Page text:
Please practice The RetailWire Golden Rule when submitting your comments.
Braintrust
"If retailers can offer great deals and unique one-of-a-kind items, they can still appeal to thrifty shoppers."
"There has been a trend, in the U.K. at least, for some of the larger High Street clothing retailers to have vintage sections in their bigger stores."
"On the ethical front, some retailers like the U.K.’s Marks & Spencer, have embraced apparel recycling."

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10 Comments on "What are clothing retailers to do as consignment shops grow in popularity?"


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Neil Saunders
BrainTrust

We conducted this research for thredUP.

The consumer interviews we undertook were most revealing: the rise of secondhand or resale clothing is not rooted in one factor. Those making the switch are doing so for multiple reasons — ethical concerns, the desire to find interesting and unique products, as a way to save money, because it is fun and enjoyable, and so on.

One of the big findings is that mainstream apparel retailers are not delivering enough newness and interest. By virtue of the business model, resale players have constantly changing assortments which often contain some real hidden gems.

On the ethical front, some retailers like the U.K.’s Marks & Spencer, have embraced apparel recycling. Their Shwopping scheme allows customers to recycle old clothing in return for points which they can use to get vouchers or discounts in-store.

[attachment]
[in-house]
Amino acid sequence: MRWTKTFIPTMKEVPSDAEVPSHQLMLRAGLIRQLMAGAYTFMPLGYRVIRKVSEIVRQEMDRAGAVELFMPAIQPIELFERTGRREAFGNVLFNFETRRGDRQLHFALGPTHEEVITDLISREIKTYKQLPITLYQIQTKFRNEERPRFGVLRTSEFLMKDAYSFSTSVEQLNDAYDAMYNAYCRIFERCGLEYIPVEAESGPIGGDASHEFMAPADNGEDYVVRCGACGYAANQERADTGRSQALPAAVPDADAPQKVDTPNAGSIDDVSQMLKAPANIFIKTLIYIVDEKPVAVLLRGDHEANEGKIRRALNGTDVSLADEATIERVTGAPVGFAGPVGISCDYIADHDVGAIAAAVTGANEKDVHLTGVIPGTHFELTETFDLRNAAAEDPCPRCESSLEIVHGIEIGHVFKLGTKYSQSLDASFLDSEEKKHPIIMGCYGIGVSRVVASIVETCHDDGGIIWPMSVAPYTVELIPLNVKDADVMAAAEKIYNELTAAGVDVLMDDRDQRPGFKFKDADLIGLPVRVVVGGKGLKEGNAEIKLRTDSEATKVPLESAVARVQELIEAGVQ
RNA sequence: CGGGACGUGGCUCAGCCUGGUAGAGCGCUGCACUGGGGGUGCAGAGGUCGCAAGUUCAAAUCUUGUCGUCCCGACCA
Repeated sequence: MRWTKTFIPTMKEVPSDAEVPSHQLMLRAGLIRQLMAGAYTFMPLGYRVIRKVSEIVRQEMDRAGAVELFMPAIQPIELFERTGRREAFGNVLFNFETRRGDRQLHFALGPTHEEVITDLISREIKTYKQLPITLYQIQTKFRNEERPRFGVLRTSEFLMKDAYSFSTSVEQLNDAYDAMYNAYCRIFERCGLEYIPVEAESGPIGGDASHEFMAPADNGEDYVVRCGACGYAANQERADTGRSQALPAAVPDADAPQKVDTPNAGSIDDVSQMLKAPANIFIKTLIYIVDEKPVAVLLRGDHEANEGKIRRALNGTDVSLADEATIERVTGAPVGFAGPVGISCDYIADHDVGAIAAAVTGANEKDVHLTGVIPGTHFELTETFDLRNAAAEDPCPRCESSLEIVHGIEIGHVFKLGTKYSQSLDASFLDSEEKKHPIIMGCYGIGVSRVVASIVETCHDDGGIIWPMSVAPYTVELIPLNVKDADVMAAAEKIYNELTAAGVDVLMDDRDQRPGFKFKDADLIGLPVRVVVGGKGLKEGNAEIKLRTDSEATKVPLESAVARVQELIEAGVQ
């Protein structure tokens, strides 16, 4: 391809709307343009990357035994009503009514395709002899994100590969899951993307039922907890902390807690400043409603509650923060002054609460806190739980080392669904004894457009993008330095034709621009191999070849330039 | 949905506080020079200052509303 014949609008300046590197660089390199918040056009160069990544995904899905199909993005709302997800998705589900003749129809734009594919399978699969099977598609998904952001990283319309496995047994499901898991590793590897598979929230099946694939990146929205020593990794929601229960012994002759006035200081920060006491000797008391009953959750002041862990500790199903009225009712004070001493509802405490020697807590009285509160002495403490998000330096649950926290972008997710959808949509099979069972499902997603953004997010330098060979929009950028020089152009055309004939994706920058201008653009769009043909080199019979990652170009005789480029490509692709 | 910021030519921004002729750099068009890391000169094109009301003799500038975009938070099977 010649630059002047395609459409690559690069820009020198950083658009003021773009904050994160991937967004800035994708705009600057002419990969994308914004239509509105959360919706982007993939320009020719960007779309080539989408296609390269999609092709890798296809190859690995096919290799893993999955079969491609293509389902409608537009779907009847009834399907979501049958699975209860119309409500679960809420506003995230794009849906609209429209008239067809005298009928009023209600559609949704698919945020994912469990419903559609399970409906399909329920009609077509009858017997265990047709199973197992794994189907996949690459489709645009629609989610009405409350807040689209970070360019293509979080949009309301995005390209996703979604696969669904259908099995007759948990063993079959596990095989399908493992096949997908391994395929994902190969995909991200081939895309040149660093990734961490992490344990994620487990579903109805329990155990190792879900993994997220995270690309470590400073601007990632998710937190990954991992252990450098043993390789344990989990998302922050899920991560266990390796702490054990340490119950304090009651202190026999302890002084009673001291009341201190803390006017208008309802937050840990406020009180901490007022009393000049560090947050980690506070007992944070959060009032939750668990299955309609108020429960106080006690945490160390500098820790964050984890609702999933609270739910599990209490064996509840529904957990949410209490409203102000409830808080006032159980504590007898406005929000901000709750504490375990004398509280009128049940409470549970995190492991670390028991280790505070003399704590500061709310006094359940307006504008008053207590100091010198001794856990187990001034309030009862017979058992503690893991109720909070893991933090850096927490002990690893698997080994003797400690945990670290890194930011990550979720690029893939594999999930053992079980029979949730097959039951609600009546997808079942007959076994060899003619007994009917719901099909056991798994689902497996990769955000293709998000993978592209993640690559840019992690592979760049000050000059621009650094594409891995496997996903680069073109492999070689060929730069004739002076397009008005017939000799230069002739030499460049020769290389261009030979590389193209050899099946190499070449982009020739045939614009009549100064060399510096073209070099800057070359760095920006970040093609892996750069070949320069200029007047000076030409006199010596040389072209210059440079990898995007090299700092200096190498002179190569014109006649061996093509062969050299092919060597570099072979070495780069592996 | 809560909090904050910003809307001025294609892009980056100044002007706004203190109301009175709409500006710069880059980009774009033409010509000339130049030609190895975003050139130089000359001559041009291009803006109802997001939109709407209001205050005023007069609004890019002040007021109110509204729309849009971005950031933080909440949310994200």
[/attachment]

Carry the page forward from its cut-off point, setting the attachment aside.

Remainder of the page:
Art Suriano
BrainTrust
Although I can see this as a viable industry, I don’t see it as being big enough or becoming that significant for retailers to worry. There are many small markets of interest for all kinds of products. For example, there is a small audience of audiophiles who prefer analog recordings rather than digital. They go out of their way to find record shops and hunt for rare recordings of past years. They use turntables rather than MP3s. But the market isn’t big enough for Best Buy, for example, to be concerned. I see the same with used clothes. We live in a society in which most people prefer new like new cars, new homes and new clothes. It will remain a small market, one based on novelty and for some an affordable alternative but not a market that will become big enough that e-commerce or other retailers should address it. If they do, they’ll be spending money on something that will provide very little return. Keep in mind that with new technology we are moving… Read more »